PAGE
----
Wednesday, January 18, 2012

Choices: Motherhood Differentiation

"The choices we make are ultimately our own responsibility" - Eleanor Roosevelt

Since becoming a mother, I have learned a very valuable lesson, a lesson that I believe to my core and am striving to live out daily. Some days I am successful, others I fall short, but always I know it is truth.

That although, we as mothers may do things differently, doesn't mean one is right and one is wrong.

The journey of motherhood starts when the pee stick says it starts and from that moment, for myself, I had to start making decisions. And in many cases, many people will want to help you make these decisions (whether you want their help or not).

The decision to drink caffeinated beverages, if and when announce your pregnancy on Facebook, and whether or not to invest in Belly Band or go straight to the all praise-worthy (but frightening) maternity jeans, are all minor decisions to be made in the early months. But as time progresses the decisions become more difficult, more controversial, the more complex. We face the decision to have an epidural or not, feed your baby breast-milk versus formula, cloth versus disposable diapering, or be a stay-at-home-mom verses "working-mother" (which I believe is a redundant phrase and will have to get into another time). I like all mothers faced these choices as well. And yes, they are choices. I understand that in some situations the choice may be decided for you due to circumstances, but they are choices nonetheless.

What I have sadly come to realize is that with each decision, there will be some applause and support (hopefully), but also a backlash of criticism, judgement, and disapproval. And sadly the result of this causes self-doubt, guilt, and possible resentment for a mother. This played out in my own life In relation to getting an epidural during labor. I won't go in to all of the pros and cons of this, because that is not what it is about. I went into labor "educated" and had what I considered to be resolved about my decision to "go natural". But when labor went awry and most of what we had learned in birthing class had become irrelevant, new decisions had to be made and plans changed. What I wasn't aware of at the time is the host of criticism I would receive, and the amount of guilt and failure I would be made to feel as a result. Each time I hear that woman who do things naturally are stronger, wiser, or more womanly I feel like an inadequate mother or woman. And I have to remind myself that 1.)no one was in my place but me and I made the best decision I could in my circumstances and 2.) my plan wasn't God's plan and it is only by His grace that things played out the way they did.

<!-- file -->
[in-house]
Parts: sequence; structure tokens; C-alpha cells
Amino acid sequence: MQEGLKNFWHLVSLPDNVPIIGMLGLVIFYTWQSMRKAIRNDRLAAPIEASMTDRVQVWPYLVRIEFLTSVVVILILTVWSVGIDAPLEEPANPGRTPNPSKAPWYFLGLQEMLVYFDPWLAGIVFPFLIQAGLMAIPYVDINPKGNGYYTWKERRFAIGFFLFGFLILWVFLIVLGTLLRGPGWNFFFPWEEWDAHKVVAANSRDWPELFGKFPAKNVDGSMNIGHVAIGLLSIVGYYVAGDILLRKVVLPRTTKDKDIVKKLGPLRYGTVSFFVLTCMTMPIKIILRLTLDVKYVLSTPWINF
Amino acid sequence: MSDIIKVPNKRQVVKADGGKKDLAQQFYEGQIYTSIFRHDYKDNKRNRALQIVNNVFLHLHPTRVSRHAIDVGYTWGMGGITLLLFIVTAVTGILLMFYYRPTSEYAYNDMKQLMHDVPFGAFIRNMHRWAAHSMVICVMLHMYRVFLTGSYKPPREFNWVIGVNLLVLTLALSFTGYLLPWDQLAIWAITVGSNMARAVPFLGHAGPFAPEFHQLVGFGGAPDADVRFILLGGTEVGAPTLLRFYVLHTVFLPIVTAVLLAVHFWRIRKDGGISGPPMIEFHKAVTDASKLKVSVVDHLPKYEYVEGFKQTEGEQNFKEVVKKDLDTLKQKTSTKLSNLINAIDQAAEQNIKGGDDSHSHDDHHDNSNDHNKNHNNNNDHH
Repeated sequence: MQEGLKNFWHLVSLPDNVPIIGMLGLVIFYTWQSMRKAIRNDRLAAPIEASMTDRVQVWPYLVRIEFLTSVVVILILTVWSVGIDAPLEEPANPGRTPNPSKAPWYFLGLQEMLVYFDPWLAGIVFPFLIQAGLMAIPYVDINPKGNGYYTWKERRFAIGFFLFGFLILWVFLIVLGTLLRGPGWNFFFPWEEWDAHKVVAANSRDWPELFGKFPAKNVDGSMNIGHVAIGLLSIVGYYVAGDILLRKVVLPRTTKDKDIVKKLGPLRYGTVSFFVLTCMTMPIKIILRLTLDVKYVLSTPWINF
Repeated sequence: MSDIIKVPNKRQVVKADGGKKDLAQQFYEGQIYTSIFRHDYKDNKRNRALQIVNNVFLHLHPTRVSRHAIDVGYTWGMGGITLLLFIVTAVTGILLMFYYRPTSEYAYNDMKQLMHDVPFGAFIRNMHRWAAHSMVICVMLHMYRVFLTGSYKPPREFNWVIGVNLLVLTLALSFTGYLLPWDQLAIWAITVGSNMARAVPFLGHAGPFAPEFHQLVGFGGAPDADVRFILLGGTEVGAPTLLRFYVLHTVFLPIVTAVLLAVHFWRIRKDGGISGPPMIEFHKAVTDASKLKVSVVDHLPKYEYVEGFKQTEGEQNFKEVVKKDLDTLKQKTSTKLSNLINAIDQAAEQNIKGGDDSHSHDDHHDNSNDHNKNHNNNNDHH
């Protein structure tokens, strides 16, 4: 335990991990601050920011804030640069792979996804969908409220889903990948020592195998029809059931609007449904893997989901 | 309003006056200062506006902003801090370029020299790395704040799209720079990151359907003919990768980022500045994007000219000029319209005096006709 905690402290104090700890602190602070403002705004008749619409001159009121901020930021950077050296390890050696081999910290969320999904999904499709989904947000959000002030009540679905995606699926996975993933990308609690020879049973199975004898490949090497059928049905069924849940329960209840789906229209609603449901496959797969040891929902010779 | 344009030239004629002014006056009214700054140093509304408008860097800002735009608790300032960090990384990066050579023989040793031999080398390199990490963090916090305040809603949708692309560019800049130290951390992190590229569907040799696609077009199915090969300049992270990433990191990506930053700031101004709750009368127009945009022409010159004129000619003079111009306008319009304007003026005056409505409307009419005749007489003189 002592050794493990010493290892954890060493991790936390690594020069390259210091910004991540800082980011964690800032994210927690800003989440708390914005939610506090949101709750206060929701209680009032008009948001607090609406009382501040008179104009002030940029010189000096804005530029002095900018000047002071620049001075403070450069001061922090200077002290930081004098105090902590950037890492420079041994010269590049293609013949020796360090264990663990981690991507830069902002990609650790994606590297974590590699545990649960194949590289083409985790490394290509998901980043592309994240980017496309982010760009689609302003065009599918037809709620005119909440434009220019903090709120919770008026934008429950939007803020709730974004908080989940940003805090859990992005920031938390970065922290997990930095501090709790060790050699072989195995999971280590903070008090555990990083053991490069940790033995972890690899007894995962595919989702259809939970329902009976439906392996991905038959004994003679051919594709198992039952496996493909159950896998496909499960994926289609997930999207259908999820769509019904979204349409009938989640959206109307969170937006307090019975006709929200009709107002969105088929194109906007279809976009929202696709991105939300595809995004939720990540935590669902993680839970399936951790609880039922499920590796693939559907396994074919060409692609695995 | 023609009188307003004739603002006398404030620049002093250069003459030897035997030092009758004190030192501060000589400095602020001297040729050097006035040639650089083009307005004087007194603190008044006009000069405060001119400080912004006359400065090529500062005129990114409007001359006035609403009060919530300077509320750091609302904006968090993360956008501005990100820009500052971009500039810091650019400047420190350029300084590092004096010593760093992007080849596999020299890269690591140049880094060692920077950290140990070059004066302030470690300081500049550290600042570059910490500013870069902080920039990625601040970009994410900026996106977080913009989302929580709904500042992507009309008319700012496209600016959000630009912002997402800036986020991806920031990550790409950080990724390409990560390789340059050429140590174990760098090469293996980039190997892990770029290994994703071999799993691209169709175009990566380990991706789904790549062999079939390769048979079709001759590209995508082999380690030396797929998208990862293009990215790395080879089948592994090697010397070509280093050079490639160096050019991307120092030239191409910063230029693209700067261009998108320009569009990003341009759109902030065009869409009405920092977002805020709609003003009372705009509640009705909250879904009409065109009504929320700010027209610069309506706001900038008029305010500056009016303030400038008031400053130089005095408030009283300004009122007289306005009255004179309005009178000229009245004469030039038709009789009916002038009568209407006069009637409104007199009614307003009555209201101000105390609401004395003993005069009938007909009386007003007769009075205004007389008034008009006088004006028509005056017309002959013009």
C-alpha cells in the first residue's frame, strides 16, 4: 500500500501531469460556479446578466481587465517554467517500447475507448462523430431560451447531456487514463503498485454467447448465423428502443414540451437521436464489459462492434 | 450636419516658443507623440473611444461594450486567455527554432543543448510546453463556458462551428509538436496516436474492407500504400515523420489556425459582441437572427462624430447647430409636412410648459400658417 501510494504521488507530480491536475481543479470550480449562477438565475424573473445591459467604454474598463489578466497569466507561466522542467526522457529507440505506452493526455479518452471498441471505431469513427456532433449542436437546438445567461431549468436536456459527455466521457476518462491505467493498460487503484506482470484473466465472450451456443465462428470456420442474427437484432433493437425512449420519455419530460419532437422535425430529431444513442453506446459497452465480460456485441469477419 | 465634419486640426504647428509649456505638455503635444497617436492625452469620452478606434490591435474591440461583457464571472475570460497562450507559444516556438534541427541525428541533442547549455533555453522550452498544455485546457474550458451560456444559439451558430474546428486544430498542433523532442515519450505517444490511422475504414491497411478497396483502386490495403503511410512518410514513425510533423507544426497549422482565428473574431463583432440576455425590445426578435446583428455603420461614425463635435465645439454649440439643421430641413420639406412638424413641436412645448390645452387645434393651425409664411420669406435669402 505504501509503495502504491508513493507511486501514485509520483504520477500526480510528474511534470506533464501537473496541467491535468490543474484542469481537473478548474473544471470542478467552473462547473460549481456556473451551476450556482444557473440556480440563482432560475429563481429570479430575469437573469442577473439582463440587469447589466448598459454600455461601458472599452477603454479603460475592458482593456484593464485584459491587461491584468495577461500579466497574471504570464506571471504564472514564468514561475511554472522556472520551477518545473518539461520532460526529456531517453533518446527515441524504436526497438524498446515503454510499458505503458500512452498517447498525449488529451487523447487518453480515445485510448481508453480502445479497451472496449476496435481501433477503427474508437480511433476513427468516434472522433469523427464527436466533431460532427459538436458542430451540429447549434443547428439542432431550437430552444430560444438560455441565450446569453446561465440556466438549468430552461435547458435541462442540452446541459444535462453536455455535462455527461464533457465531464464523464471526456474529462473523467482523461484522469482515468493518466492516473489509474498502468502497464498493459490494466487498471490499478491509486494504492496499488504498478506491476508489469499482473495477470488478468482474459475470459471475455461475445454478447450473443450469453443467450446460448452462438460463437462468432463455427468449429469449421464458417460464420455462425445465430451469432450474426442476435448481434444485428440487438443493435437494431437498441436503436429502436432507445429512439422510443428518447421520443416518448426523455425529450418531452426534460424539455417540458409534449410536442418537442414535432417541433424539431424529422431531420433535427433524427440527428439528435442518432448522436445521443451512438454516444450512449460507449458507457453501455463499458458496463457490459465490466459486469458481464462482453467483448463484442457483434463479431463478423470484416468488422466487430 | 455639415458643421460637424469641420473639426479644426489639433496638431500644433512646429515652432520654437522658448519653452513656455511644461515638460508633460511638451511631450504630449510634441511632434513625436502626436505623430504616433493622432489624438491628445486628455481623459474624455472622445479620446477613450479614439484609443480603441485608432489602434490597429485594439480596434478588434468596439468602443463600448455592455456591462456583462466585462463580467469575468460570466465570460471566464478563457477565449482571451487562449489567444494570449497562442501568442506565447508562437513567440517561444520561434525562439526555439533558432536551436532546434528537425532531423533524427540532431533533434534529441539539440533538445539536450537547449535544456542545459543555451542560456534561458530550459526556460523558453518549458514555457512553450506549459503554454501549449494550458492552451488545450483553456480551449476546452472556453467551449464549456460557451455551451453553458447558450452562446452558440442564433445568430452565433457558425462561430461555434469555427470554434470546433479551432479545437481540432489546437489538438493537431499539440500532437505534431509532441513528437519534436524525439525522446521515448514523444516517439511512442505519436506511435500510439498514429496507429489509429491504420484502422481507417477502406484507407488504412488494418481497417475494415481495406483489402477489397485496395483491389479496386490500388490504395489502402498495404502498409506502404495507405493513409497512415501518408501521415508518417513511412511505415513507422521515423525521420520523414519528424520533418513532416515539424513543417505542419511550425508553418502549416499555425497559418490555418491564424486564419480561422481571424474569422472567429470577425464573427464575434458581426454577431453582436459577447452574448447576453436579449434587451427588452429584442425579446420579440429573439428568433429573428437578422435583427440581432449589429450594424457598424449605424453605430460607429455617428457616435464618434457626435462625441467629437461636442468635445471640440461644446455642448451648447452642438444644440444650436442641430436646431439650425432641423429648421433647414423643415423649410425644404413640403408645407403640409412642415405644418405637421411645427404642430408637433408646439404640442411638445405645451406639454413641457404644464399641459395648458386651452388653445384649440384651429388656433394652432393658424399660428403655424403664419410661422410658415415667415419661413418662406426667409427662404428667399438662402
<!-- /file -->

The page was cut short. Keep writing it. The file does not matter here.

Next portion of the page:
The greater lesson here, one I learned through this experience among many others is that all mothers have to make decisions. What is best for one mother may or may not be best for the next, that does not make it wrong. Each and every mother makes decisions based upon the knowledge we have, and the circumstances we are in. We try to do what is best for our family, for our children. And what is best for my child might not be what is best for yours. And just because someone else's decision is different does not give us the right to judge them, or think ourselves better. Motherhood should bring about a sense of camaraderie, that we are all in this battle together, trying to raise up the next generation; it is not an excuse to find fault in others. In a world full of choices and options, and in a culture or one-upping each other and fierce competition to the top judgment is too easy. I have felt the conviction to not fall into the trap. After all, we all know about walking in another's shoes.

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